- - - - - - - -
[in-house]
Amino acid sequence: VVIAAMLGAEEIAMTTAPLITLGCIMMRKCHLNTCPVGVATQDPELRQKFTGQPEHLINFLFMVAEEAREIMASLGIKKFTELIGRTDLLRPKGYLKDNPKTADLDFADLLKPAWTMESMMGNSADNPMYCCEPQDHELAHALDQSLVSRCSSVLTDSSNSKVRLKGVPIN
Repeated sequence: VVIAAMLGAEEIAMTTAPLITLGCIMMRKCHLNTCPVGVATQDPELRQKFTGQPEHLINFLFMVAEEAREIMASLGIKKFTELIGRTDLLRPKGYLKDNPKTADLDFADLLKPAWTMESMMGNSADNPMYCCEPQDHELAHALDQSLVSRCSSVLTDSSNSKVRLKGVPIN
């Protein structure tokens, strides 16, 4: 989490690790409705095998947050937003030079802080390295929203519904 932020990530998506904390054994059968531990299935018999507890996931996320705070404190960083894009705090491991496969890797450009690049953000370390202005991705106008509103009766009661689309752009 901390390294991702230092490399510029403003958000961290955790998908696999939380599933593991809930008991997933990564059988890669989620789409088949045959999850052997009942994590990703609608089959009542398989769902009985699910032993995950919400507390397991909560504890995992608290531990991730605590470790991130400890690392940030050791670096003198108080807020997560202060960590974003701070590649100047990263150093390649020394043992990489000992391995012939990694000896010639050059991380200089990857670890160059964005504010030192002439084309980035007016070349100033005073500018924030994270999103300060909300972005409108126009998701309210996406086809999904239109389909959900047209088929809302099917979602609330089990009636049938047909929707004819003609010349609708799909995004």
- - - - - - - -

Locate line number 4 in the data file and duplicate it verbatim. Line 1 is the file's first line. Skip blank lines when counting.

């Protein structure tokens, strides 16, 4: 989490690790409705095998947050937003030079802080390295929203519904 932020990530998506904390054994059968531990299935018999507890996931996320705070404190960083894009705090491991496969890797450009690049953000370390202005991705106008509103009766009661689309752009 901390390294991702230092490399510029403003958000961290955790998908696999939380599933593991809930008991997933990564059988890669989620789409088949045959999850052997009942994590990703609608089959009542398989769902009985699910032993995950919400507390397991909560504890995992608290531990991730605590470790991130400890690392940030050791670096003198108080807020997560202060960590974003701070590649100047990263150093390649020394043992990489000992391995012939990694000896010639050059991380200089990857670890160059964005504010030192002439084309980035007016070349100033005073500018924030994270999103300060909300972005409108126009998701309210996406086809999904239109389909959900047209088929809302099917979602609330089990009636049938047909929707004819003609010349609708799909995004």